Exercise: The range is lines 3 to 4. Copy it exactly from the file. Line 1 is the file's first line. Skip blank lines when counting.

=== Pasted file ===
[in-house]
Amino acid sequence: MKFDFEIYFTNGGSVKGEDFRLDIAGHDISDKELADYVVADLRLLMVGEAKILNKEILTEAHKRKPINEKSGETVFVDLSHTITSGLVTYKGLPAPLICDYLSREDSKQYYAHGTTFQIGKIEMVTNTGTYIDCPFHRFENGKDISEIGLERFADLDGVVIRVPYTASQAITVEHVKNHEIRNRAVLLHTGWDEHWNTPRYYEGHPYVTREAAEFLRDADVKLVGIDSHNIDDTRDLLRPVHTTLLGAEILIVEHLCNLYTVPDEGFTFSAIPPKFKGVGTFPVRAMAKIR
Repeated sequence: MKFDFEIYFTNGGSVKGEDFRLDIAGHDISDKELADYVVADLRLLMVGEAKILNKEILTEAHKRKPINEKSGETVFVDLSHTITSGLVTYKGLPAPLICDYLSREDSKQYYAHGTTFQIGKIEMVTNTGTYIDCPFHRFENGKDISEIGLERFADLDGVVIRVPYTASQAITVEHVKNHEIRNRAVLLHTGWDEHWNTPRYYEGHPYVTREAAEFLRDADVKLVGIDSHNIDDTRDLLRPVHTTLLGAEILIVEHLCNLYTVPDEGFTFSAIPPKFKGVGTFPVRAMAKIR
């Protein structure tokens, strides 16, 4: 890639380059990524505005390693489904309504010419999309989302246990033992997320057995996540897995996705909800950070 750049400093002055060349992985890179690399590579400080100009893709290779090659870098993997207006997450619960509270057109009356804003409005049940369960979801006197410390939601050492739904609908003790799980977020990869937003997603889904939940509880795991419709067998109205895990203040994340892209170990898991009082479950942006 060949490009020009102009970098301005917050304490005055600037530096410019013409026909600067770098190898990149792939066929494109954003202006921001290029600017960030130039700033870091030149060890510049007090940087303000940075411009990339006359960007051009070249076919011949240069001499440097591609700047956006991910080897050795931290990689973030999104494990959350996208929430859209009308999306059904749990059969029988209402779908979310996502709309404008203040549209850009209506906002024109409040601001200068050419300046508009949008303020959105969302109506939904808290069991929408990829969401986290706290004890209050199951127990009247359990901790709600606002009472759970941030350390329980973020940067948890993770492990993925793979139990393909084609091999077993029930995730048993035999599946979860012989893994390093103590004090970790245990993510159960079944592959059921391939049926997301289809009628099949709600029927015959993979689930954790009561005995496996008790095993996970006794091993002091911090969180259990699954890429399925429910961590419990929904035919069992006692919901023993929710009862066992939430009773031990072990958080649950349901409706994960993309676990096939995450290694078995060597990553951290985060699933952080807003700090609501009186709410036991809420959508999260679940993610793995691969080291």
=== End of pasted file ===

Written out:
Repeated sequence: MKFDFEIYFTNGGSVKGEDFRLDIAGHDISDKELADYVVADLRLLMVGEAKILNKEILTEAHKRKPINEKSGETVFVDLSHTITSGLVTYKGLPAPLICDYLSREDSKQYYAHGTTFQIGKIEMVTNTGTYIDCPFHRFENGKDISEIGLERFADLDGVVIRVPYTASQAITVEHVKNHEIRNRAVLLHTGWDEHWNTPRYYEGHPYVTREAAEFLRDADVKLVGIDSHNIDDTRDLLRPVHTTLLGAEILIVEHLCNLYTVPDEGFTFSAIPPKFKGVGTFPVRAMAKIR
């Protein structure tokens, strides 16, 4: 890639380059990524505005390693489904309504010419999309989302246990033992997320057995996540897995996705909800950070 750049400093002055060349992985890179690399590579400080100009893709290779090659870098993997207006997450619960509270057109009356804003409005049940369960979801006197410390939601050492739904609908003790799980977020990869937003997603889904939940509880795991419709067998109205895990203040994340892209170990898991009082479950942006 060949490009020009102009970098301005917050304490005055600037530096410019013409026909600067770098190898990149792939066929494109954003202006921001290029600017960030130039700033870091030149060890510049007090940087303000940075411009990339006359960007051009070249076919011949240069001499440097591609700047956006991910080897050795931290990689973030999104494990959350996208929430859209009308999306059904749990059969029988209402779908979310996502709309404008203040549209850009209506906002024109409040601001200068050419300046508009949008303020959105969302109506939904808290069991929408990829969401986290706290004890209050199951127990009247359990901790709600606002009472759970941030350390329980973020940067948890993770492990993925793979139990393909084609091999077993029930995730048993035999599946979860012989893994390093103590004090970790245990993510159960079944592959059921391939049926997301289809009628099949709600029927015959993979689930954790009561005995496996008790095993996970006794091993002091911090969180259990699954890429399925429910961590419990929904035919069992006692919901023993929710009862066992939430009773031990072990958080649950349901409706994960993309676990096939995450290694078995060597990553951290985060699933952080807003700090609501009186709410036991809420959508999260679940993610793995691969080291």